Economic thought and model building traditionally stipulated the premise that individuals approach their decisions rationally by maximizing personal utility, like automatons calculating the best outcomes.  Then, the empirical work of two Israeli psychologists, Daniel Kahneman and Amos Tversky, challenged this view and the fields of behavioral economics and behavioral finance were born.  Kahneman won the Nobel Memorial Prize in Economic Sciences in 2002 for his work and Tversky would likely have done the same had he not died (the winner must be living).  In 2017, a proponent of the Kahneman/Tversky approach, Richard Thaler, also won the Nobel Prize for integrating economics with psychology in human decision making.

Kahneman’s contribution was explained in part by the Nobel Society:

“One could call Daniel Kahneman the unicorn of economics.  As a psychologist, he had a profound influence on people who criticized the homo economicus (the theoretical notion that our economic decisions are always perfectly rational), instead showing how people actually make decisions.  His insights forever changed the field, paving the way for what’s now called behavioral economics.”

From time to time, Horse Racing Business will examine concepts from behavioral finance within the context of wagering on horse racing.  Today’s article considers the rudimentary idea assumed by conventional economic models that decisions made by individuals are “transitive.”  That is, in making choices, if A is preferred to B and B is preferred to C, then A should be preferred to C.

For simplification, suppose an experienced bettor, Alex, is looking at an upcoming three-entry race, a $16,000 claiming race for colts and geldings 4-years-old and up.  Further, assume Alex has all the public information (published past performances) at his or her disposal.

Without taking odds into account, Alex thinks the three horses should finish in the following order:

White Lightening, Power Play, and Game Changer.

In other words, all else being equal, White Lightening has a better chance to win than Power Play and Game Changer, and Power Play should beat Game Changer.

But all things are not equal because the horses have different odds.  White Lightening is 4/5, Power Play is 3/1, and Game Changer is 10/1.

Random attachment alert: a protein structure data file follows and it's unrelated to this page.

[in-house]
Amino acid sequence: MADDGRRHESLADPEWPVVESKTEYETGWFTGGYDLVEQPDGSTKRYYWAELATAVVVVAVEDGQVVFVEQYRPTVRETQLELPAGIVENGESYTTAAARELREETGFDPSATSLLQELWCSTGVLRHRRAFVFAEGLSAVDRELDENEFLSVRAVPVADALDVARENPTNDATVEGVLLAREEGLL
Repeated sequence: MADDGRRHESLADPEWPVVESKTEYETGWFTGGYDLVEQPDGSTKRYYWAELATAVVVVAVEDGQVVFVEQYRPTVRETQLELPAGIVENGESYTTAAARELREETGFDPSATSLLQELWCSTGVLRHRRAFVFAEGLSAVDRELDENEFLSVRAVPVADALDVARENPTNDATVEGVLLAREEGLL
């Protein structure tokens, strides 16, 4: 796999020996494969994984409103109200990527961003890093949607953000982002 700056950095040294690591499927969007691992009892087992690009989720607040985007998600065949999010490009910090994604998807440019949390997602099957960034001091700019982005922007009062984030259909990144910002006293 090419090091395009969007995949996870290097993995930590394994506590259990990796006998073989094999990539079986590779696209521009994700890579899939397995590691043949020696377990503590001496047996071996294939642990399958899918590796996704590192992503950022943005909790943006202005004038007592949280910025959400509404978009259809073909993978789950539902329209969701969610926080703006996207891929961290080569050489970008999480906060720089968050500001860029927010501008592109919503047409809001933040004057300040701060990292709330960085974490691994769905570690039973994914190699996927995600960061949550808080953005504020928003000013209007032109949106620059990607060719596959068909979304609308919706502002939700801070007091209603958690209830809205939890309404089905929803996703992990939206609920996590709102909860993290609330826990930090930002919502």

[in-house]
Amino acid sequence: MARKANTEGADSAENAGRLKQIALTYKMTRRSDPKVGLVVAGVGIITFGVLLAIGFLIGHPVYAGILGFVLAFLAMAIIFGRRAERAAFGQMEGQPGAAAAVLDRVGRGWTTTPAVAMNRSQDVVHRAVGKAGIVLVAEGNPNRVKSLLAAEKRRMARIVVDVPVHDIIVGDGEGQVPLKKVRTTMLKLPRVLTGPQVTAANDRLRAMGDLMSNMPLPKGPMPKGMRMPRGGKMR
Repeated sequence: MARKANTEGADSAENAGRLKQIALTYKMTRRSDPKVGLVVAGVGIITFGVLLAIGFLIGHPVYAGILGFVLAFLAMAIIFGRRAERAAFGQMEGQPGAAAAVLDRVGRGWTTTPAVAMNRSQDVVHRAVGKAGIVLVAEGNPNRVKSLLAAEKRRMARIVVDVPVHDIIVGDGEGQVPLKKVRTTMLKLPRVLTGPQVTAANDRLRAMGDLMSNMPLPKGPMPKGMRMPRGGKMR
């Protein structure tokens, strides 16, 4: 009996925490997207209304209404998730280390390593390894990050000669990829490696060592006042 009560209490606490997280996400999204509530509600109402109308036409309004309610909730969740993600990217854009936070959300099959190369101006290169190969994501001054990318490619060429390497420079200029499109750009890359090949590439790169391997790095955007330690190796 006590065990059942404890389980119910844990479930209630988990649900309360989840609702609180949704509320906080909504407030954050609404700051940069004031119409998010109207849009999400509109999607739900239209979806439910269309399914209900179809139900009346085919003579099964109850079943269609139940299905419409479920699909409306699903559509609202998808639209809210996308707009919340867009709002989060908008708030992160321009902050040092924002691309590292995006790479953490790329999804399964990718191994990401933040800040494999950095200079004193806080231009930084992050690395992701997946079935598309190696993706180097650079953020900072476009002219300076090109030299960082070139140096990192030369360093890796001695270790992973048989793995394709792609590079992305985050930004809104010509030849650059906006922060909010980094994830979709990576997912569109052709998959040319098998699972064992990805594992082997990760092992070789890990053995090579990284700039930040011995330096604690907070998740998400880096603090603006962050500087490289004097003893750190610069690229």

Alex decides to place a straight exacta bet with Power Play over Game Changer.

Another individual, Bob, has never been to a racetrack before and knows nothing about deciphering past performances or handicapping.  After a friend explains what an exacta is, Bob glances at the horses without consulting even the program and elects to make the identical bet as Alex.  His friend makes the bet because neophyte Bob doesn’t know how to do so.

Does this exacta bet violate the principle of transivity?  Horse B is preferred to Horse C (and bet that way) but both B and C are preferred to Horse A (and bet accordingly).  Have Alex and Bob made irrational decisions?

This question will be discussed in a Sunday post (February 25th) on Horse Racing Business.

Copyright © 2018 Horse Racing Business


  1. Brandy Bottle Bates says:

    Depends on what odds Alex and Bob would give the horses. Giving them an expected order of finish is not enough information. There is an information gap between order of finish and specific odds for each person betting. Once you have elicited the odds in their minds, you can calculate their expected outcomes and therefore their bets. There is also the factor of being at a racetrack and wanting to participate. People at the races do not always refrain from betting when they expect to win less than the cost of their bet. And putting a win bet on an odds-on horse is boring. So there is inherent value in participating, but this value is qualitatively different from money.

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